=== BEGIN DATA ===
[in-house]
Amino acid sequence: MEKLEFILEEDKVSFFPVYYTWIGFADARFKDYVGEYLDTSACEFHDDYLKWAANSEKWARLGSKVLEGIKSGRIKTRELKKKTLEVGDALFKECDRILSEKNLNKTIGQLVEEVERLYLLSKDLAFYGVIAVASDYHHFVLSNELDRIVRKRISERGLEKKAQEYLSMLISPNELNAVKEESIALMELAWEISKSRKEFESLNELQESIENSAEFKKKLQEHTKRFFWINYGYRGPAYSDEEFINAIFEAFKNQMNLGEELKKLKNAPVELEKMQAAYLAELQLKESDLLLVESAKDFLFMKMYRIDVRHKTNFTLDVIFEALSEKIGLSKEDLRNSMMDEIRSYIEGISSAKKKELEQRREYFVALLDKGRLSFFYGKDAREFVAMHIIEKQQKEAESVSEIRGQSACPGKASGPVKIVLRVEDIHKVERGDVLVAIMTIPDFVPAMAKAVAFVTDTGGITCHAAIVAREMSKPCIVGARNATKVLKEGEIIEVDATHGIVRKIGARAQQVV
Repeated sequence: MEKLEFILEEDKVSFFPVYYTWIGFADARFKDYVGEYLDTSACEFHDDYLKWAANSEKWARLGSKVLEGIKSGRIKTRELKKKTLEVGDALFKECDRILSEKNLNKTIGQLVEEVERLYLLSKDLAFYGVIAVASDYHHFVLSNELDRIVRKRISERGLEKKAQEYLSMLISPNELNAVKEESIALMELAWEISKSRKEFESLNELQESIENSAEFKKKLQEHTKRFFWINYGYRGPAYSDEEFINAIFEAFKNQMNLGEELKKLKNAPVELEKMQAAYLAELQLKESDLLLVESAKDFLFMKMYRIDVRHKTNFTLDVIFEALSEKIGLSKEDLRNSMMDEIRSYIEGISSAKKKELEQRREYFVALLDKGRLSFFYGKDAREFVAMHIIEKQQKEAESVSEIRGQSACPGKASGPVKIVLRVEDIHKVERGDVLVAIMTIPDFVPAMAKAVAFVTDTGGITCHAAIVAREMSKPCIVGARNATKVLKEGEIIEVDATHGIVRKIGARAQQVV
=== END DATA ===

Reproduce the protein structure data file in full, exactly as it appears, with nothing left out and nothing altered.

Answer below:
[in-house]
Amino acid sequence: MEKLEFILEEDKVSFFPVYYTWIGFADARFKDYVGEYLDTSACEFHDDYLKWAANSEKWARLGSKVLEGIKSGRIKTRELKKKTLEVGDALFKECDRILSEKNLNKTIGQLVEEVERLYLLSKDLAFYGVIAVASDYHHFVLSNELDRIVRKRISERGLEKKAQEYLSMLISPNELNAVKEESIALMELAWEISKSRKEFESLNELQESIENSAEFKKKLQEHTKRFFWINYGYRGPAYSDEEFINAIFEAFKNQMNLGEELKKLKNAPVELEKMQAAYLAELQLKESDLLLVESAKDFLFMKMYRIDVRHKTNFTLDVIFEALSEKIGLSKEDLRNSMMDEIRSYIEGISSAKKKELEQRREYFVALLDKGRLSFFYGKDAREFVAMHIIEKQQKEAESVSEIRGQSACPGKASGPVKIVLRVEDIHKVERGDVLVAIMTIPDFVPAMAKAVAFVTDTGGITCHAAIVAREMSKPCIVGARNATKVLKEGEIIEVDATHGIVRKIGARAQQVV
Repeated sequence: MEKLEFILEEDKVSFFPVYYTWIGFADARFKDYVGEYLDTSACEFHDDYLKWAANSEKWARLGSKVLEGIKSGRIKTRELKKKTLEVGDALFKECDRILSEKNLNKTIGQLVEEVERLYLLSKDLAFYGVIAVASDYHHFVLSNELDRIVRKRISERGLEKKAQEYLSMLISPNELNAVKEESIALMELAWEISKSRKEFESLNELQESIENSAEFKKKLQEHTKRFFWINYGYRGPAYSDEEFINAIFEAFKNQMNLGEELKKLKNAPVELEKMQAAYLAELQLKESDLLLVESAKDFLFMKMYRIDVRHKTNFTLDVIFEALSEKIGLSKEDLRNSMMDEIRSYIEGISSAKKKELEQRREYFVALLDKGRLSFFYGKDAREFVAMHIIEKQQKEAESVSEIRGQSACPGKASGPVKIVLRVEDIHKVERGDVLVAIMTIPDFVPAMAKAVAFVTDTGGITCHAAIVAREMSKPCIVGARNATKVLKEGEIIEVDATHGIVRKIGARAQQVV